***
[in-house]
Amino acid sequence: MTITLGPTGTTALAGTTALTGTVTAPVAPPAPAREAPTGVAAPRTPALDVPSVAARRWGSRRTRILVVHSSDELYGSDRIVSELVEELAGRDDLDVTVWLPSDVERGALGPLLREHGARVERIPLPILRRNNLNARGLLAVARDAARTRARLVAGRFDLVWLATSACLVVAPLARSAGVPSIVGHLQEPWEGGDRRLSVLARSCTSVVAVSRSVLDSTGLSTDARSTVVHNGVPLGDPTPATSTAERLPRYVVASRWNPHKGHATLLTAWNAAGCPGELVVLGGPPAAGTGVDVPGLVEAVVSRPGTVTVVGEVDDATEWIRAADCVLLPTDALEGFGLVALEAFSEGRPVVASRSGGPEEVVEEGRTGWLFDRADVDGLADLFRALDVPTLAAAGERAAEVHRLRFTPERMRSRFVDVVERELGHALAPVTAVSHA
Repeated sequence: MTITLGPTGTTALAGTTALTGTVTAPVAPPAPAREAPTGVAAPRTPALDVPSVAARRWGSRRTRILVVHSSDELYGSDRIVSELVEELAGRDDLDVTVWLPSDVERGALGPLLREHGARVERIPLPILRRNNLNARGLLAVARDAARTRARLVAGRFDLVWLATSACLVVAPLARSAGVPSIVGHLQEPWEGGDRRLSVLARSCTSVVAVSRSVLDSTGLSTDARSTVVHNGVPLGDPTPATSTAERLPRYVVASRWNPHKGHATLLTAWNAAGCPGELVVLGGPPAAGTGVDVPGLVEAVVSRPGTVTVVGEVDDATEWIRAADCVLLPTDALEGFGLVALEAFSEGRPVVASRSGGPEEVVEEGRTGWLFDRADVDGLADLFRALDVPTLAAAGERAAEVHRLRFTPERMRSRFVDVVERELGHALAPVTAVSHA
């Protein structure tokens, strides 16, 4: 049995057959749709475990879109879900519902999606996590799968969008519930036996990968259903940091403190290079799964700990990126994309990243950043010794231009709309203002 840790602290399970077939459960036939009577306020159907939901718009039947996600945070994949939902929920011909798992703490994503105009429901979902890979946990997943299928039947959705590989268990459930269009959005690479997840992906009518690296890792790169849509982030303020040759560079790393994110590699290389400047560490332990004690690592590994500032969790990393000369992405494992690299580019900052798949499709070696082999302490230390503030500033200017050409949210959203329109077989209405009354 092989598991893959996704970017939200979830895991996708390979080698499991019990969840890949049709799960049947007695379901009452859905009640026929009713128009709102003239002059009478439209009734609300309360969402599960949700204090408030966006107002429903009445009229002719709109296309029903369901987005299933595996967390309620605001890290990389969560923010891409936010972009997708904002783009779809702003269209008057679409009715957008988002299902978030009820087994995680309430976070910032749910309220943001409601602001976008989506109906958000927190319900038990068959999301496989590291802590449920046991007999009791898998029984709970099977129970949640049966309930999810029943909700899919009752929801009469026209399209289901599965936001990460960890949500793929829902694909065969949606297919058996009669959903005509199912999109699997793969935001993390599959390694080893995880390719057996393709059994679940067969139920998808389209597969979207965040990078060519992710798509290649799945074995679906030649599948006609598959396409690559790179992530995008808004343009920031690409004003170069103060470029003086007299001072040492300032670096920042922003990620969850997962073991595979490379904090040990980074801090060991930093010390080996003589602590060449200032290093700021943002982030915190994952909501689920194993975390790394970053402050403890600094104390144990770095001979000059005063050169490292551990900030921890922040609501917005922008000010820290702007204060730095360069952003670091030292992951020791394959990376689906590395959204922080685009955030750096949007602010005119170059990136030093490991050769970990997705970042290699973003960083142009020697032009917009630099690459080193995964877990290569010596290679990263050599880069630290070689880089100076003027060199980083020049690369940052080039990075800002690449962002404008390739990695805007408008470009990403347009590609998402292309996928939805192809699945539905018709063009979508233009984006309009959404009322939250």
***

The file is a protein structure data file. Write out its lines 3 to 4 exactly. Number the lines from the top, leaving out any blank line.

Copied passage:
Repeated sequence: MTITLGPTGTTALAGTTALTGTVTAPVAPPAPAREAPTGVAAPRTPALDVPSVAARRWGSRRTRILVVHSSDELYGSDRIVSELVEELAGRDDLDVTVWLPSDVERGALGPLLREHGARVERIPLPILRRNNLNARGLLAVARDAARTRARLVAGRFDLVWLATSACLVVAPLARSAGVPSIVGHLQEPWEGGDRRLSVLARSCTSVVAVSRSVLDSTGLSTDARSTVVHNGVPLGDPTPATSTAERLPRYVVASRWNPHKGHATLLTAWNAAGCPGELVVLGGPPAAGTGVDVPGLVEAVVSRPGTVTVVGEVDDATEWIRAADCVLLPTDALEGFGLVALEAFSEGRPVVASRSGGPEEVVEEGRTGWLFDRADVDGLADLFRALDVPTLAAAGERAAEVHRLRFTPERMRSRFVDVVERELGHALAPVTAVSHA
């Protein structure tokens, strides 16, 4: 049995057959749709475990879109879900519902999606996590799968969008519930036996990968259903940091403190290079799964700990990126994309990243950043010794231009709309203002 840790602290399970077939459960036939009577306020159907939901718009039947996600945070994949939902929920011909798992703490994503105009429901979902890979946990997943299928039947959705590989268990459930269009959005690479997840992906009518690296890792790169849509982030303020040759560079790393994110590699290389400047560490332990004690690592590994500032969790990393000369992405494992690299580019900052798949499709070696082999302490230390503030500033200017050409949210959203329109077989209405009354 092989598991893959996704970017939200979830895991996708390979080698499991019990969840890949049709799960049947007695379901009452859905009640026929009713128009709102003239002059009478439209009734609300309360969402599960949700204090408030966006107002429903009445009229002719709109296309029903369901987005299933595996967390309620605001890290990389969560923010891409936010972009997708904002783009779809702003269209008057679409009715957008988002299902978030009820087994995680309430976070910032749910309220943001409601602001976008989506109906958000927190319900038990068959999301496989590291802590449920046991007999009791898998029984709970099977129970949640049966309930999810029943909700899919009752929801009469026209399209289901599965936001990460960890949500793929829902694909065969949606297919058996009669959903005509199912999109699997793969935001993390599959390694080893995880390719057996393709059994679940067969139920998808389209597969979207965040990078060519992710798509290649799945074995679906030649599948006609598959396409690559790179992530995008808004343009920031690409004003170069103060470029003086007299001072040492300032670096920042922003990620969850997962073991595979490379904090040990980074801090060991930093010390080996003589602590060449200032290093700021943002982030915190994952909501689920194993975390790394970053402050403890600094104390144990770095001979000059005063050169490292551990900030921890922040609501917005922008000010820290702007204060730095360069952003670091030292992951020791394959990376689906590395959204922080685009955030750096949007602010005119170059990136030093490991050769970990997705970042290699973003960083142009020697032009917009630099690459080193995964877990290569010596290679990263050599880069630290070689880089100076003027060199980083020049690369940052080039990075800002690449962002404008390739990695805007408008470009990403347009590609998402292309996928939805192809699945539905018709063009979508233009984006309009959404009322939250």